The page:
As the founder and executive director of the National LGBT Cancer Network, it would be very easy for me to sit in an office and dictate the tenets of good health. I deeply care about improving the health of my community, and constantly read new findings about exercise, nutrition, and, most important for my work, cancer. It would be too easy to espouse a “just do it” approach in advising LGBT patients to get mammograms, anal Paps, or the deeply dreaded colonoscopies. Easy, but not tempting to me.
For when the day ends and I get up from the computer to head for bed, I would be unable to sleep. I would be worried sick about those who took my advice at face value and headed off to whatever medical provider was most conveniently located. Health provider bias against LGBT people is declining, but it is still absolutely present today. I might have sent my people into yet another lion’s den of discrimination, even as I meant to improve their health.
A large Harris Interactive Poll found that 75% of lesbians surveyed avoid or delay medical care. After cost, the most common reasons were “feared negative experiences” and “previous discrimination.” If I can’t guarantee my sisters and brothers a decent and respectful experience when they get screened for cancer, I have no right to push for it. Research already confirms that nearly one out of five transgender patients is turned away by a health care provider.
Still, I remain upset about the increased cancer risks and lower screening rates of LGBT people. I aim to lower our burden of this disease to at least that of our heterosexual counterparts. Our task was clear: make it safe to get screened for cancer and then spread the news about it far and wide.
With a generous grant from the Palette Fund and the fierce determination of my staff, we scoured the country and found over 400 LGBT-friendly, safe, welcoming, free or low-cost facilities that offer cancer screenings. They are all uploaded in a simple state-by-state directory on our website. In most, we have a designated individual who will personally shepherd LGBT people through the process, ensuring, for example, that transgender men who come for a mammogram will not be given a pink robe and expected to sit in a waiting room with women. If there is no individual name and email listed, it is because everyone in that facility has been trained in the issues faced by LGBT people and will welcome you in, providing a safe and nonjudgmental setting for your screening.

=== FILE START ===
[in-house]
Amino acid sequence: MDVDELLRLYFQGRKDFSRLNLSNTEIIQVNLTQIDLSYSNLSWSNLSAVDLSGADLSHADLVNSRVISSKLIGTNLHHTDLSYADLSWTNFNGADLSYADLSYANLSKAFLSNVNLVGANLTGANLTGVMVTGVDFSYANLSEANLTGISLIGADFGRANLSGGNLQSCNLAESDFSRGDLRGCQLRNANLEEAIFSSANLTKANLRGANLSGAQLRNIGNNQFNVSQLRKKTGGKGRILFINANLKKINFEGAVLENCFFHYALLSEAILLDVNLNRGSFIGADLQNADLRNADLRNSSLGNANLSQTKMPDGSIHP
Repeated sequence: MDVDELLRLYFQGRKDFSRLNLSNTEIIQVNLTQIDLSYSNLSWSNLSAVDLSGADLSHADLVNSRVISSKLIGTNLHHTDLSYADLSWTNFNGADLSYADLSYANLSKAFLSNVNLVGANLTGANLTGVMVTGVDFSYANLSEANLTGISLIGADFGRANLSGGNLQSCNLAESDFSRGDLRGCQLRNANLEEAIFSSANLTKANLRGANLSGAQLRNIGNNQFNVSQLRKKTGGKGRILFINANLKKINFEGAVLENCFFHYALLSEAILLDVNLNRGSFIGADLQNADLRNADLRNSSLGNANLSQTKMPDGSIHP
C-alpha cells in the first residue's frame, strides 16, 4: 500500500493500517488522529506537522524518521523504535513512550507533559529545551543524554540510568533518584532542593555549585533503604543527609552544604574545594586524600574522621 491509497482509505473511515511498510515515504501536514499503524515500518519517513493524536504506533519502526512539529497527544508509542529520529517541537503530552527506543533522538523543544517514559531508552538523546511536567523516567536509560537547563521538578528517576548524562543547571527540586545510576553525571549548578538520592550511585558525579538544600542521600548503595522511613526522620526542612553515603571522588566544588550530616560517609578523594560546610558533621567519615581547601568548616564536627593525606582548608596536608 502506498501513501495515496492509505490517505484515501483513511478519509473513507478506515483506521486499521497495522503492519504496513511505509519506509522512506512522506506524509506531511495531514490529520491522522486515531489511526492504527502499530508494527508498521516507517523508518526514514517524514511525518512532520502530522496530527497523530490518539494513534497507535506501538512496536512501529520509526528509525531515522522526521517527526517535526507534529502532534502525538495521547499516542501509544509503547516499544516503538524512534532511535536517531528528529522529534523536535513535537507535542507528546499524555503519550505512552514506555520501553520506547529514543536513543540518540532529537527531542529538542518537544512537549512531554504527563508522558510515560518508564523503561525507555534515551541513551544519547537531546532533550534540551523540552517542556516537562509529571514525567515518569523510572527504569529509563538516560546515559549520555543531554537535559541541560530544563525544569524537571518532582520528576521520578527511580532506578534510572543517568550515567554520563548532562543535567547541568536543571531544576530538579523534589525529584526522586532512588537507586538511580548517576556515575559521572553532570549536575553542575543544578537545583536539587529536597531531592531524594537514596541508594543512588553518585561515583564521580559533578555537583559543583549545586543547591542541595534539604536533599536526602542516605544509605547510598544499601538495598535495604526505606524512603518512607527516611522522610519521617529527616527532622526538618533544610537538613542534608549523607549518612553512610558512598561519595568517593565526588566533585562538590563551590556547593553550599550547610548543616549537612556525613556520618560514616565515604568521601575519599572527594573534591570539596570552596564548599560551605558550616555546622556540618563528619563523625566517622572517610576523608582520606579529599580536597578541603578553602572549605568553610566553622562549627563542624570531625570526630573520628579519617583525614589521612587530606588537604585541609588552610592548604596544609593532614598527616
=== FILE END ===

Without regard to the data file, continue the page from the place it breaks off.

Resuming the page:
Our goal is to have every person in this country be within driving distance of a safe and affordable place to be screened for cancer. If we missed a place in your part of the country, write to us and we will update the directory. More broadly, we aim to eliminate the undue burden of cancer among LGBT people. Take care of that body. Get screened for cancer. When the results come back negative, we will both sleep better that night.
LIZ MARGOLIES is founder and executive director of the National LGBT Cancer Network.